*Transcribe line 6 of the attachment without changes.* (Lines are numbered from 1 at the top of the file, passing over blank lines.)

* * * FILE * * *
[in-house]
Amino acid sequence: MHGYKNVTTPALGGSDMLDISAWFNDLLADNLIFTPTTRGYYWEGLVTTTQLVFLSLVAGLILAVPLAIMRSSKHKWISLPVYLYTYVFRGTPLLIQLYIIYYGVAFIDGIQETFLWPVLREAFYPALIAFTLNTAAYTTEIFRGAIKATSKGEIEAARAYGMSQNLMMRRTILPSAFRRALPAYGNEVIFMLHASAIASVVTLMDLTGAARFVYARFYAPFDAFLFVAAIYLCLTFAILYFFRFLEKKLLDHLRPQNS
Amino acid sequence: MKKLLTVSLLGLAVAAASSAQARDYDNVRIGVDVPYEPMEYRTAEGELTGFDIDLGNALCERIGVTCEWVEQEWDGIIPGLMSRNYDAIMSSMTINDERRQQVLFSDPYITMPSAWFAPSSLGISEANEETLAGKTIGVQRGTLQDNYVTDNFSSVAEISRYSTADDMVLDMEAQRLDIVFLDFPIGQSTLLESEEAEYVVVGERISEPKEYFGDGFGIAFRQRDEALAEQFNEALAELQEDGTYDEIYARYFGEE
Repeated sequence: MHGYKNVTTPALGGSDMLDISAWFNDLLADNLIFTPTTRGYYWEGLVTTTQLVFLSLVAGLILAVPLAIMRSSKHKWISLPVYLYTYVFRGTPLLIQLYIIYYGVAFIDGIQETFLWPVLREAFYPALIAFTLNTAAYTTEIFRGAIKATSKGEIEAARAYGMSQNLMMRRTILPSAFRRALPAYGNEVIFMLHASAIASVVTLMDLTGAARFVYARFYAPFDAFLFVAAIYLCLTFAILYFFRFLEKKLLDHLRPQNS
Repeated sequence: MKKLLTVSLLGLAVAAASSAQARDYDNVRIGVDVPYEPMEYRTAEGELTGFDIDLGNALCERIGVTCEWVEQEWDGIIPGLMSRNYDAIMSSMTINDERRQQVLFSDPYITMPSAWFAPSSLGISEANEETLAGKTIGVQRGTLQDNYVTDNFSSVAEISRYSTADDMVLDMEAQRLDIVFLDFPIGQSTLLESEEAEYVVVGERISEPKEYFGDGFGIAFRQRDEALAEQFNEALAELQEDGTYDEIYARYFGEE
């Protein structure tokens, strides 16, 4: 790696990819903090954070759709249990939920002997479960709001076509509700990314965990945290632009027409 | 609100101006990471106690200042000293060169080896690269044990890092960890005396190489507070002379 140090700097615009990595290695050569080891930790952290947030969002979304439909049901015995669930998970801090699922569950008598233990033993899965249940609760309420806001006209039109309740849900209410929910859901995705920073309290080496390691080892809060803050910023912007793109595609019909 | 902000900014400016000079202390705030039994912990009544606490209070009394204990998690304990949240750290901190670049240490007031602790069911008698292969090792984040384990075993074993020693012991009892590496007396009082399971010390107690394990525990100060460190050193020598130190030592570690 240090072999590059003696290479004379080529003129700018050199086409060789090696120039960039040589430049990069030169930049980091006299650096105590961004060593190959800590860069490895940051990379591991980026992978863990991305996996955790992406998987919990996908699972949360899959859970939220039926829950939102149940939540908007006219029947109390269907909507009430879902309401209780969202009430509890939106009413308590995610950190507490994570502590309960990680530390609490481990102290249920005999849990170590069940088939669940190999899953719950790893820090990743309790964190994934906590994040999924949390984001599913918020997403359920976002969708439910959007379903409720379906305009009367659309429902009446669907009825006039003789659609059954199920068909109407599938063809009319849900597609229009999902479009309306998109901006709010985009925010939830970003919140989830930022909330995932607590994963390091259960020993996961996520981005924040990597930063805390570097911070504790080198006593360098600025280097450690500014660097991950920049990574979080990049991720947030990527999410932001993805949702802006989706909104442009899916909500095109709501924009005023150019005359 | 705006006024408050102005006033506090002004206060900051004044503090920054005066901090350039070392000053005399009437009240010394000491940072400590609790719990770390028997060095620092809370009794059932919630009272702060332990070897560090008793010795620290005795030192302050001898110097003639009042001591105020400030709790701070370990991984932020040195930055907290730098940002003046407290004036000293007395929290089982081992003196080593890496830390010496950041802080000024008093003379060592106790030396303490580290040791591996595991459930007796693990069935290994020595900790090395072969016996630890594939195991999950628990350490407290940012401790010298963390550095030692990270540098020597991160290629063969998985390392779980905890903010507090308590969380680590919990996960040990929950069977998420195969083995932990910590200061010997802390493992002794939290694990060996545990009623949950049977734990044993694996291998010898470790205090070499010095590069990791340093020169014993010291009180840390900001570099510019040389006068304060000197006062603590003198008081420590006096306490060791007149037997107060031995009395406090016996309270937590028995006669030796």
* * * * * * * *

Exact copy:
């Protein structure tokens, strides 16, 4: 790696990819903090954070759709249990939920002997479960709001076509509700990314965990945290632009027409 | 609100101006990471106690200042000293060169080896690269044990890092960890005396190489507070002379 140090700097615009990595290695050569080891930790952290947030969002979304439909049901015995669930998970801090699922569950008598233990033993899965249940609760309420806001006209039109309740849900209410929910859901995705920073309290080496390691080892809060803050910023912007793109595609019909 | 902000900014400016000079202390705030039994912990009544606490209070009394204990998690304990949240750290901190670049240490007031602790069911008698292969090792984040384990075993074993020693012991009892590496007396009082399971010390107690394990525990100060460190050193020598130190030592570690 240090072999590059003696290479004379080529003129700018050199086409060789090696120039960039040589430049990069030169930049980091006299650096105590961004060593190959800590860069490895940051990379591991980026992978863990991305996996955790992406998987919990996908699972949360899959859970939220039926829950939102149940939540908007006219029947109390269907909507009430879902309401209780969202009430509890939106009413308590995610950190507490994570502590309960990680530390609490481990102290249920005999849990170590069940088939669940190999899953719950790893820090990743309790964190994934906590994040999924949390984001599913918020997403359920976002969708439910959007379903409720379906305009009367659309429902009446669907009825006039003789659609059954199920068909109407599938063809009319849900597609229009999902479009309306998109901006709010985009925010939830970003919140989830930022909330995932607590994963390091259960020993996961996520981005924040990597930063805390570097911070504790080198006593360098600025280097450690500014660097991950920049990574979080990049991720947030990527999410932001993805949702802006989706909104442009899916909500095109709501924009005023150019005359 | 705006006024408050102005006033506090002004206060900051004044503090920054005066901090350039070392000053005399009437009240010394000491940072400590609790719990770390028997060095620092809370009794059932919630009272702060332990070897560090008793010795620290005795030192302050001898110097003639009042001591105020400030709790701070370990991984932020040195930055907290730098940002003046407290004036000293007395929290089982081992003196080593890496830390010496950041802080000024008093003379060592106790030396303490580290040791591996595991459930007796693990069935290994020595900790090395072969016996630890594939195991999950628990350490407290940012401790010298963390550095030692990270540098020597991160290629063969998985390392779980905890903010507090308590969380680590919990996960040990929950069977998420195969083995932990910590200061010997802390493992002794939290694990060996545990009623949950049977734990044993694996291998010898470790205090070499010095590069990791340093020169014993010291009180840390900001570099510019040389006068304060000197006062603590003198008081420590006096306490060791007149037997107060031995009395406090016996309270937590028995006669030796």